Next to it by memory is an early Martin Baker Seat,

Next to that an early USA ejector Seat, from I think Convair, using a rocket motor, to avoid damaging the pilots spine, as with the German system and the early MB system.

Although I gather there were lots of ejector systems before, and simultaneously to all three.

Max Z19/12/2019 12:47:15
552 forum posts
248 photos

dsc00782.jpgSeen at a big scale meeting in La Ferté-Alais, France in 2005. I love the scene, set in the period after cessation of the hostilities, of a german pilot explaining the workings of a 335 to his collegue/former adversary pilot:


Erfolg19/12/2019 14:52:43
11700 forum posts
1309 photos

I wonder why it was not based on the Munich Deutsche Museum example, in that it was the only one left. Now it is in the Smithsonian I am told. Opportunity to take photos etc.

One thing is for certain it is a very big aircraft as a fighter for that period. Bigger probably than the Hampden in Cosford Museum (being renovated).

Apparently some of the size is a function of standing patrol/action duration. Where Spitfires and 109 even with drop tanks were more limited. Another aspect is the weapon load and fire power, per sec. Not as good (weight per sec) as a Me 263, but not far short

Edited By Erfolg on 19/12/2019 14:53:18

Edited By Erfolg on 19/12/2019 14:53:58

Erfolg05/01/2020 16:15:42
11700 forum posts
1309 photos

A bit more progress has been made. Although over the Christmas period I have been busy and also ill. It is the ill bit that i noted the most.



probably the most obvious things are the wing tips, which are "Blue Foam" rather than the very thin vacuum formed mouldings, which are quite thin. I suspect they would have been a bit flimsy for my taste.

The other thing done is the wing underbody fairing. The bits in the kit would have produced a bit of a pregnant look. I used these bits as templates, then cut down some new ones I made, finished of by planking, 3 planks I think.

My next job will be to recontour around the cockpit side, to remove the curious bulges, as I am sure that the full sized ones, did mot have it.

Perhaps the bit I am a bit concerned about is the nose and tail mouldings, these are again a very thin plastic. It is probably +30-40 years since i have tried to make a female mould. The other issue is that Epoxy resin is not as easily obtained as it was in the day, so yet another issue.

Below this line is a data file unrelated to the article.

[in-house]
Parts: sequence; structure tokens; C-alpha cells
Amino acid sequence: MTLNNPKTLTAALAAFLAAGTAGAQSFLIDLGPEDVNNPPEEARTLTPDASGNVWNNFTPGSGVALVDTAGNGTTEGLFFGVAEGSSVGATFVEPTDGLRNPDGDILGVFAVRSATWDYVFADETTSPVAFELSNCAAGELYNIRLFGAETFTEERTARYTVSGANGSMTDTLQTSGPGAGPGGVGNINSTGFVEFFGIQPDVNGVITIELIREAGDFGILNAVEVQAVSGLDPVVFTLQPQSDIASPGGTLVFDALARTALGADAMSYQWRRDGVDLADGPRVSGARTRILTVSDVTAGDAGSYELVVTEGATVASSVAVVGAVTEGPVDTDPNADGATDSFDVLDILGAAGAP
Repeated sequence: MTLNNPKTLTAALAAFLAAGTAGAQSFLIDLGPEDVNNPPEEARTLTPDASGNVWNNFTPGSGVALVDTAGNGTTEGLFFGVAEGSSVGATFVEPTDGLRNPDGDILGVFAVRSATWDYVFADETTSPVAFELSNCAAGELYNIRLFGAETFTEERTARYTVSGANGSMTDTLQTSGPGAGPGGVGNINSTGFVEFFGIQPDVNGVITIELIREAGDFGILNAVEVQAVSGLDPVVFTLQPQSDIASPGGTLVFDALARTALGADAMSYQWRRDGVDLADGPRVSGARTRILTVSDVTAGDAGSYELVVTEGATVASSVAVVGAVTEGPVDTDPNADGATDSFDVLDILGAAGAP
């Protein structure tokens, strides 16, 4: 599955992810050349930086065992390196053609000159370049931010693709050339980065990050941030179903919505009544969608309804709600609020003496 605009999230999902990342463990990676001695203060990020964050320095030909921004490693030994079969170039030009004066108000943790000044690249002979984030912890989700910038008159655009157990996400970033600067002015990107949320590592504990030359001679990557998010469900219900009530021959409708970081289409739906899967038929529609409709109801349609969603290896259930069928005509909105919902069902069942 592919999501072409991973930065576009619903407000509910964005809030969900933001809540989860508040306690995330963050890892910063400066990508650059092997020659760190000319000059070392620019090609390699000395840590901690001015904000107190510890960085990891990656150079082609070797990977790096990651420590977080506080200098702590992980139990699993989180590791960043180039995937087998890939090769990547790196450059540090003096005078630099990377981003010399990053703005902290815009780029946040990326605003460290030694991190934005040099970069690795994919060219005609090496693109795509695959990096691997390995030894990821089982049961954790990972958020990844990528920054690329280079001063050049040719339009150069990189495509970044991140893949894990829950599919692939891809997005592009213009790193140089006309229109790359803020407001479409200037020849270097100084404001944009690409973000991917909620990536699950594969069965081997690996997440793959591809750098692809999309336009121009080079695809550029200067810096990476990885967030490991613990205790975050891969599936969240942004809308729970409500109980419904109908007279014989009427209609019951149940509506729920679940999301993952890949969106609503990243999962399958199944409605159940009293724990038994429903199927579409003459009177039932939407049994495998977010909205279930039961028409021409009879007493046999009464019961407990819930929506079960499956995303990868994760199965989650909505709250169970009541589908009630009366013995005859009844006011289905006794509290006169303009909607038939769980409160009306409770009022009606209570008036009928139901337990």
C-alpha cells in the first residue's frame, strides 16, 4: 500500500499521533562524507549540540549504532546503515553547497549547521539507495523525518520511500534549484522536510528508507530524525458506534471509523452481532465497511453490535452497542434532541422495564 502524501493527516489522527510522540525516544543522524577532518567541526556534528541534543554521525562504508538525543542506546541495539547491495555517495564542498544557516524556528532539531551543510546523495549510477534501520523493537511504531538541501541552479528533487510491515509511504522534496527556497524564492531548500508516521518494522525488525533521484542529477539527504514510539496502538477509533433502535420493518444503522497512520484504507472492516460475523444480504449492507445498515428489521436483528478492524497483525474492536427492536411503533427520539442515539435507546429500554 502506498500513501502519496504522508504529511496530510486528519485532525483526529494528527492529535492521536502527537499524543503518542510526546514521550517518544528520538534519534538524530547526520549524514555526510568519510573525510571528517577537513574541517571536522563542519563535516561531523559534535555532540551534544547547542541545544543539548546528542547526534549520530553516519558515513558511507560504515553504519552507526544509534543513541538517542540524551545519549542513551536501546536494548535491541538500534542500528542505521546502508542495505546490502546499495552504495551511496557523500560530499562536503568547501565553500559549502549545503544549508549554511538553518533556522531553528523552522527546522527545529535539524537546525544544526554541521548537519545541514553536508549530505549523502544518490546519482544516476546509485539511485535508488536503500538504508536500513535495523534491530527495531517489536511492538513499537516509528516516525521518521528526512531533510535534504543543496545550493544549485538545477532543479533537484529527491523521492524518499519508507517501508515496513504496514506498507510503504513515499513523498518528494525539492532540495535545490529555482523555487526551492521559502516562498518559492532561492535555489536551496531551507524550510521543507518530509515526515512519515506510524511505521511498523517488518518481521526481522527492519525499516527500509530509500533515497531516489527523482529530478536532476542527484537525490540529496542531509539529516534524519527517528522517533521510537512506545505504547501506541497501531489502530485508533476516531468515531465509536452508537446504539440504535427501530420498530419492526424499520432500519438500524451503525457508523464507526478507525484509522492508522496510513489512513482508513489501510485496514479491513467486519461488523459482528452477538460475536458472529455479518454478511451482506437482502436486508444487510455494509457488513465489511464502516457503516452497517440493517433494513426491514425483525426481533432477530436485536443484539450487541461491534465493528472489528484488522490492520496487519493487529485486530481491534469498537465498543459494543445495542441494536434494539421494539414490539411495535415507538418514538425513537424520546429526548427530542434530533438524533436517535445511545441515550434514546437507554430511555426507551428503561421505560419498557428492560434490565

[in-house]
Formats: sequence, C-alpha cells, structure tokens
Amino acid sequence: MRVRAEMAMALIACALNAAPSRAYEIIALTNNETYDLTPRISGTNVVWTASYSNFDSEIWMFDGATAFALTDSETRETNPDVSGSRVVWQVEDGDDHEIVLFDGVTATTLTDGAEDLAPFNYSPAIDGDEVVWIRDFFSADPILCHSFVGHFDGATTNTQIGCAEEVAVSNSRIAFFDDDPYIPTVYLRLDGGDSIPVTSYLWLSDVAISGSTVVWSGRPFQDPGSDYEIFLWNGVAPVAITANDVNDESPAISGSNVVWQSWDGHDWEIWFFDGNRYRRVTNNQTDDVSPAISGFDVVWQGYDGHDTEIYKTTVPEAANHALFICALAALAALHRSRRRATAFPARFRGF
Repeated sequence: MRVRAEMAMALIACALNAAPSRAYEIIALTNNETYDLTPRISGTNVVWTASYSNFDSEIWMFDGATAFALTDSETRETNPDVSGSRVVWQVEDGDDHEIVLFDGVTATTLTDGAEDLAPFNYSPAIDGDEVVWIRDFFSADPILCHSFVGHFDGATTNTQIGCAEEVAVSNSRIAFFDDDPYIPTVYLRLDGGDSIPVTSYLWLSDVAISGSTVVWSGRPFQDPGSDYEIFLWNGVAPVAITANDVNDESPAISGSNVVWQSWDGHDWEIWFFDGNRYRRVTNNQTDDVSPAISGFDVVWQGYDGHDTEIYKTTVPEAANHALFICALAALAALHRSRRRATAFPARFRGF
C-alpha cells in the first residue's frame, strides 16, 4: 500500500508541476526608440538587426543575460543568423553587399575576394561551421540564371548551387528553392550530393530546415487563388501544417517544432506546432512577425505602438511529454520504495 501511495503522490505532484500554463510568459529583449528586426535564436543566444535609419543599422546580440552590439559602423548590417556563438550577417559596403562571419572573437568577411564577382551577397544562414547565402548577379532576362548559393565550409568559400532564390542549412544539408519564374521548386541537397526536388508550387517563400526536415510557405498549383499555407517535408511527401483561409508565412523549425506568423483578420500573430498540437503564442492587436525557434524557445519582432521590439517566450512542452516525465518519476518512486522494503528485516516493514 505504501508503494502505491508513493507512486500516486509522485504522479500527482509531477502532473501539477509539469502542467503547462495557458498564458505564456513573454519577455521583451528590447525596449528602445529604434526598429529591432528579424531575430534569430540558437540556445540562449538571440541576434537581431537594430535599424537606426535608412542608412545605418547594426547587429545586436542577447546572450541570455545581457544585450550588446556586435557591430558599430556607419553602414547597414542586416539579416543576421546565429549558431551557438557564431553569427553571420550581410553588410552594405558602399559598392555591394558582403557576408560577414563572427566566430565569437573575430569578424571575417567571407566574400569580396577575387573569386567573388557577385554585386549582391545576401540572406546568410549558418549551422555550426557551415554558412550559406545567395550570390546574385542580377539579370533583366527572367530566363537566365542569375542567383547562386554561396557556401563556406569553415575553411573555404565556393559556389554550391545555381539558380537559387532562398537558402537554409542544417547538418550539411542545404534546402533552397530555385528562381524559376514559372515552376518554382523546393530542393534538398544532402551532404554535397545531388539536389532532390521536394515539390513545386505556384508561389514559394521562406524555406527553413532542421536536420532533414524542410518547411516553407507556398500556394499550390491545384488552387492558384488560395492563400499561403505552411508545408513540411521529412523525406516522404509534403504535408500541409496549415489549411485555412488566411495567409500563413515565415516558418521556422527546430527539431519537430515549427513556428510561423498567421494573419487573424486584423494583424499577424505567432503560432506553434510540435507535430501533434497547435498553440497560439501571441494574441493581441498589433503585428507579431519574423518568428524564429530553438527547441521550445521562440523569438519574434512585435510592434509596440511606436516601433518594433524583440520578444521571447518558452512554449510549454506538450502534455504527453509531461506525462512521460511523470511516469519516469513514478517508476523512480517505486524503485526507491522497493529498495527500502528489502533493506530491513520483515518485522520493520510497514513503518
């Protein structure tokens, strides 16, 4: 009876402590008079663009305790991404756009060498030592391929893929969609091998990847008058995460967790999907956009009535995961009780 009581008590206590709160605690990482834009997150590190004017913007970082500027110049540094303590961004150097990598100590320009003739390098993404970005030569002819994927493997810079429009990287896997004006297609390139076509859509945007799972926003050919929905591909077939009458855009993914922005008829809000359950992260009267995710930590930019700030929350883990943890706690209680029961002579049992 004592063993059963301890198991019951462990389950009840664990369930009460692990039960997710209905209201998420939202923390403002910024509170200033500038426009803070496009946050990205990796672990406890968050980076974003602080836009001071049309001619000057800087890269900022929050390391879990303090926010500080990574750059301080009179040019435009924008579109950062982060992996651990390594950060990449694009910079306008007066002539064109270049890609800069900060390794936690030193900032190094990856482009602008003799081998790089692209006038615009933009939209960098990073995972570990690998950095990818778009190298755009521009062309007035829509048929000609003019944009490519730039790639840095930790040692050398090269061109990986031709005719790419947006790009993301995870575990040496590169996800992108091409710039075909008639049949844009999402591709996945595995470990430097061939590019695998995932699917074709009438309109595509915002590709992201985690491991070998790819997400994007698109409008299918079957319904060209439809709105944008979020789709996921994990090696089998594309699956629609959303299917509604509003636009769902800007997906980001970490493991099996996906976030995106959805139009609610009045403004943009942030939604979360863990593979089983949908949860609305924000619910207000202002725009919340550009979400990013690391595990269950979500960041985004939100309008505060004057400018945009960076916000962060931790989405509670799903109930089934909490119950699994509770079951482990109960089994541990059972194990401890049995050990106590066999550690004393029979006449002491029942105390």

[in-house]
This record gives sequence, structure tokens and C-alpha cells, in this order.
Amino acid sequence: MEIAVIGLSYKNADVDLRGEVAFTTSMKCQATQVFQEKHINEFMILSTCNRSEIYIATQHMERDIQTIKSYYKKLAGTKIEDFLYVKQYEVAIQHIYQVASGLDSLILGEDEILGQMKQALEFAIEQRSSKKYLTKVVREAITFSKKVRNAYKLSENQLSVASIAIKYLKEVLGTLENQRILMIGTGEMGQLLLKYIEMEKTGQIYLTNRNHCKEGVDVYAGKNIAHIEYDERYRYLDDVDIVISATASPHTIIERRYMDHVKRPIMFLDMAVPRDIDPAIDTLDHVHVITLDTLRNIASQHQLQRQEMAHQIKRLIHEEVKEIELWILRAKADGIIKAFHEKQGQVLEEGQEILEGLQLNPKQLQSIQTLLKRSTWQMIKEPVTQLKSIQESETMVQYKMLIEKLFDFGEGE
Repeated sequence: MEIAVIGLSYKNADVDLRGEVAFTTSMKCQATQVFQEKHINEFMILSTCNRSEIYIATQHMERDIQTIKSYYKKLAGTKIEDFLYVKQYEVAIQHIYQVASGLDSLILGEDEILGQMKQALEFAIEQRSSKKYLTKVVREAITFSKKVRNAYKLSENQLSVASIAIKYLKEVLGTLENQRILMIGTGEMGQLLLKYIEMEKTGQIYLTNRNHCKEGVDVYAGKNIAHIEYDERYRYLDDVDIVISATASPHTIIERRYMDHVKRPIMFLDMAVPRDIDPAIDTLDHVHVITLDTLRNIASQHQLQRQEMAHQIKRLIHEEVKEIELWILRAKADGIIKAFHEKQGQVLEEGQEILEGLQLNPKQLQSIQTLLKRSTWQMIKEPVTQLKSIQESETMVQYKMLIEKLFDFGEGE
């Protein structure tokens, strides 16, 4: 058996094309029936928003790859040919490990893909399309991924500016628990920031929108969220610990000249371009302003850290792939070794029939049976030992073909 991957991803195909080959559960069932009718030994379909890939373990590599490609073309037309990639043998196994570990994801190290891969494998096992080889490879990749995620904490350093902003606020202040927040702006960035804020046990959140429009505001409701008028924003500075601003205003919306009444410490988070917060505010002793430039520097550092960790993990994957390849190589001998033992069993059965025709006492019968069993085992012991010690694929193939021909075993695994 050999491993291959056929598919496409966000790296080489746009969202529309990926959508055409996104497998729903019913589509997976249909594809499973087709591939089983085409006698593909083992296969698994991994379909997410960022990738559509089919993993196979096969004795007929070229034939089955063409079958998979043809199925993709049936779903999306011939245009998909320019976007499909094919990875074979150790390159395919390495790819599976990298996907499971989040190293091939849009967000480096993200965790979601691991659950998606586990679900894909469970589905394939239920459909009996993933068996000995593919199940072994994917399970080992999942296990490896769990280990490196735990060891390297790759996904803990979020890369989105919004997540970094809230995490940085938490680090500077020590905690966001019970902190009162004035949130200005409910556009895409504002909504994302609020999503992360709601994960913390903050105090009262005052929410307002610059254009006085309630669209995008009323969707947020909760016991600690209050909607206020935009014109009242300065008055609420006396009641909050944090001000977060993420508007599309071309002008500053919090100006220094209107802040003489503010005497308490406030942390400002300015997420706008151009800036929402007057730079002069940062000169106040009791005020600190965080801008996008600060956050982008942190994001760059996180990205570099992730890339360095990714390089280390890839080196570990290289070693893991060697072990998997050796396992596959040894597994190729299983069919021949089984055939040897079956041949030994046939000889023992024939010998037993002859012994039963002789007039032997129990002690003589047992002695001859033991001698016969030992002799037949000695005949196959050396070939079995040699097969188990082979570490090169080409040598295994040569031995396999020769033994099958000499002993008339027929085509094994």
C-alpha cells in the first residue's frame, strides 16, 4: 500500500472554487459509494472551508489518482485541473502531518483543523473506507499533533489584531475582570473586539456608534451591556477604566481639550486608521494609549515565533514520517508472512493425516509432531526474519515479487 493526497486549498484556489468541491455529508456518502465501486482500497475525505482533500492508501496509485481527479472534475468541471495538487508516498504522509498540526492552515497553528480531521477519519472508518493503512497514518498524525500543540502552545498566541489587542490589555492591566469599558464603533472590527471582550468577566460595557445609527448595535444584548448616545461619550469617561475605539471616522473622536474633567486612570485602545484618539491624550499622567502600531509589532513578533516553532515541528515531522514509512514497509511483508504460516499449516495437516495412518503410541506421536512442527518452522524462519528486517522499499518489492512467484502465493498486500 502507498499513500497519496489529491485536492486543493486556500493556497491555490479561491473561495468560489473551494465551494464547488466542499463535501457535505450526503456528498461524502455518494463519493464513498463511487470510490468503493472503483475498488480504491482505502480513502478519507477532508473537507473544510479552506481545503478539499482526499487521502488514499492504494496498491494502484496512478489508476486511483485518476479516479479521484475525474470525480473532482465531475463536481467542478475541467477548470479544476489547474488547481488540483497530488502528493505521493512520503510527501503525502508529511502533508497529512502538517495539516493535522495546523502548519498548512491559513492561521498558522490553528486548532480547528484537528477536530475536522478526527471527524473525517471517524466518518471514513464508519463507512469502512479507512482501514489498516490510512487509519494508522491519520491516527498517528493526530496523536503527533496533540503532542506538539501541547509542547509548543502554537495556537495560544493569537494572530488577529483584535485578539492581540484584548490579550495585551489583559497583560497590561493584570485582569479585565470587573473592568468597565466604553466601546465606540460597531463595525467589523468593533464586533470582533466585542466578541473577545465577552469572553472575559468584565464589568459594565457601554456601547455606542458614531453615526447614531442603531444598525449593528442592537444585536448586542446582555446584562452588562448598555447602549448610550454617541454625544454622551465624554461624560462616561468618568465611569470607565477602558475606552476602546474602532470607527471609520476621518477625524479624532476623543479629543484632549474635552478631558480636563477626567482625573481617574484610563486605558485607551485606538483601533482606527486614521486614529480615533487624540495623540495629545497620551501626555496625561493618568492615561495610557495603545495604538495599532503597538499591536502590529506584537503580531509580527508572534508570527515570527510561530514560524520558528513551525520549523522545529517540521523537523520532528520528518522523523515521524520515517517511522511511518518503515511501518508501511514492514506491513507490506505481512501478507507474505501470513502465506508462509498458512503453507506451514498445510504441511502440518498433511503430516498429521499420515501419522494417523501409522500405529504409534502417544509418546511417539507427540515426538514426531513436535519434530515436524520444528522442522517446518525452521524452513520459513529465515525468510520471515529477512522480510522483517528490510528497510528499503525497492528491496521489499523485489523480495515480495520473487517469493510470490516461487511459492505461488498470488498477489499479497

Erfolg12/01/2020 20:37:16
11700 forum posts
1309 photos

Today I decided that my next stage would be the purchase of two motors for the 335.

I trawled through both my file of equipment specs i have bought and the book with the results of testing. For some one who thought they had recoded everything carefully and logically filed the test results. Examination seems to reveal a need to be more careful. I am guessing that changing the propellor has resulted in a spread of results, relative to power consumed.

Anyway the most consistent results seem to be from a Propdrive 35-42 motor, providing 700 w drawn. I also know from observation that this motor provides bags of flying umpf, with long flight times, being used in my PT19 and 1/4 scale cassutt.

There is a fly in the ointment, they are out of stock at HK. A cursory glance at the D3548 types, are also out of stock. What is going on at HK?

I will now continue with producing some moulds for the cowlings at the front and back.

BARRY Killick12/01/2020 23:18:33
2 forum posts

Very nice progress on the 335. We have a modeler over here working on a 60" lightweight balsa version, hopefully to be "cut" by Manzano later this year and I want !

Re RBC kits, have built their Skyray and P-80 and were both very frustrating builds, it always seemed like two steps forward and one backward and invariably I would find a major error that caused a lot of backtracking. I have their F-84 still in the box -- not sure if I want to go thru another one though !

Not sure I am good with having to make my own cowlings etc when paying for a full kit.

Keep plugging along the finish line will suddenly appear.